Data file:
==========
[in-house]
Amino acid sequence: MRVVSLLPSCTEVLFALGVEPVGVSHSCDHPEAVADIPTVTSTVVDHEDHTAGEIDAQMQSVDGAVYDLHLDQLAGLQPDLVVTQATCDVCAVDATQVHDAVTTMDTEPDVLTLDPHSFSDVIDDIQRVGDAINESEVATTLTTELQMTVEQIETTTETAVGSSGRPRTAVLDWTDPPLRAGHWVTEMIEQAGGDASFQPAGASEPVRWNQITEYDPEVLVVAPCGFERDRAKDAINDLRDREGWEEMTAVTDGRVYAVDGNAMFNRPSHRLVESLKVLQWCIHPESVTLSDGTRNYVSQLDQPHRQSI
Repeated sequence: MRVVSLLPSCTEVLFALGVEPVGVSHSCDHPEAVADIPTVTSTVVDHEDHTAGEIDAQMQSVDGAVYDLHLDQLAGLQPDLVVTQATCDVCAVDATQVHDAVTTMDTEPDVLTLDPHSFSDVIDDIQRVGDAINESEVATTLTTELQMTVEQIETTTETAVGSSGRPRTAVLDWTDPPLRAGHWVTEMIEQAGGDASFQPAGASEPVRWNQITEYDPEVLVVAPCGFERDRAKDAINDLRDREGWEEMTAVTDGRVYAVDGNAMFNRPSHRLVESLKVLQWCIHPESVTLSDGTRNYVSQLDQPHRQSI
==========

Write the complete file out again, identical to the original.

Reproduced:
[in-house]
Amino acid sequence: MRVVSLLPSCTEVLFALGVEPVGVSHSCDHPEAVADIPTVTSTVVDHEDHTAGEIDAQMQSVDGAVYDLHLDQLAGLQPDLVVTQATCDVCAVDATQVHDAVTTMDTEPDVLTLDPHSFSDVIDDIQRVGDAINESEVATTLTTELQMTVEQIETTTETAVGSSGRPRTAVLDWTDPPLRAGHWVTEMIEQAGGDASFQPAGASEPVRWNQITEYDPEVLVVAPCGFERDRAKDAINDLRDREGWEEMTAVTDGRVYAVDGNAMFNRPSHRLVESLKVLQWCIHPESVTLSDGTRNYVSQLDQPHRQSI
Repeated sequence: MRVVSLLPSCTEVLFALGVEPVGVSHSCDHPEAVADIPTVTSTVVDHEDHTAGEIDAQMQSVDGAVYDLHLDQLAGLQPDLVVTQATCDVCAVDATQVHDAVTTMDTEPDVLTLDPHSFSDVIDDIQRVGDAINESEVATTLTTELQMTVEQIETTTETAVGSSGRPRTAVLDWTDPPLRAGHWVTEMIEQAGGDASFQPAGASEPVRWNQITEYDPEVLVVAPCGFERDRAKDAINDLRDREGWEEMTAVTDGRVYAVDGNAMFNRPSHRLVESLKVLQWCIHPESVTLSDGTRNYVSQLDQPHRQSI